Research Paper #2005-3
The paper develops an analytical framework where regional governments strategically determine the structure of the corporate profit tax system and profits are regionally allocated using an apportionment formula. Two important results emerge in a symmetric Nash equilibrium: (i) investment decisions are distorted, i.e., regional governments will not allow complete deduction of capital costs from taxable corporate profits; and (ii) there is underprovision of the good provided by the regional government, consistent with the literature on property tax competition. The paper also shows that the degree of underprovision may be less severe when the formula employs sales shares to apportion corporate profits. The model allows us to presume that the recent shift by most states in the U.S. towards a formula apportionment that gives a higher weight to the sales proportion may constitute a welfare improvement for all regions, compared to the original formula that weighs all factors equally.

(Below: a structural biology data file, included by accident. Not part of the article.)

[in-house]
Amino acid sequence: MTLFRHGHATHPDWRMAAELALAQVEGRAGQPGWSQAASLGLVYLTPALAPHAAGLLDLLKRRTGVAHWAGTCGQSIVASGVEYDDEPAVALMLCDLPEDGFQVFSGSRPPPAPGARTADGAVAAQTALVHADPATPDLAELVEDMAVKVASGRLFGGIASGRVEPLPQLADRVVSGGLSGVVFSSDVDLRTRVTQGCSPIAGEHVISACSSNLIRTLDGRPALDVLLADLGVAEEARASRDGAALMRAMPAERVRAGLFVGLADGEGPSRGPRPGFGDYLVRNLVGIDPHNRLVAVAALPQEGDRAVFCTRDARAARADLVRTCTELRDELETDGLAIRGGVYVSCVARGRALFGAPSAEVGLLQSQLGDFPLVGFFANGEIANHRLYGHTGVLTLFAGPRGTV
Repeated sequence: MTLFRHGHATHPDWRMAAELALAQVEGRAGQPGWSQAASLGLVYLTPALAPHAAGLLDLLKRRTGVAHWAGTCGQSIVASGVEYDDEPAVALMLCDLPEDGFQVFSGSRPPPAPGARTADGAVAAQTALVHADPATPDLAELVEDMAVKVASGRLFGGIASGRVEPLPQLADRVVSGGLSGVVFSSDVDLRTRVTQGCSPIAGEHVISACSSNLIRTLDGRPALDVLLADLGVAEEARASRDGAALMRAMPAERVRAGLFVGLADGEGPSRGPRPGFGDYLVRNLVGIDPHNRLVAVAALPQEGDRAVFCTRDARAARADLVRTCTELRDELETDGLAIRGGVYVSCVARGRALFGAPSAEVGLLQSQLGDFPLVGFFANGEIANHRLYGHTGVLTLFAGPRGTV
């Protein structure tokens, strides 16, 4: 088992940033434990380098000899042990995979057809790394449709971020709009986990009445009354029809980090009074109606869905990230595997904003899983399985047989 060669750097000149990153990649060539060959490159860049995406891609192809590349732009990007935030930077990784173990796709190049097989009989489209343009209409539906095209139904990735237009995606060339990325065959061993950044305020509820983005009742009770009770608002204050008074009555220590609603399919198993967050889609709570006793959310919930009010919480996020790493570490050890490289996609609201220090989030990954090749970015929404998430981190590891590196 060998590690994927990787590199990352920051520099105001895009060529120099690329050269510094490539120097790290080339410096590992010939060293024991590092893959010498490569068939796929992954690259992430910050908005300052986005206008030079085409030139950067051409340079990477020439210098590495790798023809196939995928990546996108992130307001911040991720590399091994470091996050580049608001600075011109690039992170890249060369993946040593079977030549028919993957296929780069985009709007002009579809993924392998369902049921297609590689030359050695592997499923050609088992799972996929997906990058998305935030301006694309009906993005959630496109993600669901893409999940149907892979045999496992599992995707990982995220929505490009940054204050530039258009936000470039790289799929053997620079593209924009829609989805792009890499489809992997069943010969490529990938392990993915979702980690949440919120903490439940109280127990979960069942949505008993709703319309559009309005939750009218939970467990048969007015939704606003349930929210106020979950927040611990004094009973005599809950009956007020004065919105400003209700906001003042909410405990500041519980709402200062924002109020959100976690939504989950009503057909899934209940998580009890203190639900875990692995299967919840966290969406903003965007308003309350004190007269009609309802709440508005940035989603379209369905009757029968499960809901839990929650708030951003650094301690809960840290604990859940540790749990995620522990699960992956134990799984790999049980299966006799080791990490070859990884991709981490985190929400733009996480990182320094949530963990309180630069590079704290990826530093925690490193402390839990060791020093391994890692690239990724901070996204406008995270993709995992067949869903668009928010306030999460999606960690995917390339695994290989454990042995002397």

Digital Commons Citation
Pinto, Santiago M., "Formula Apportionment, Tax Competition, and the Provision of Local Goods" (2005). Regional Research Institute Working Papers. 105.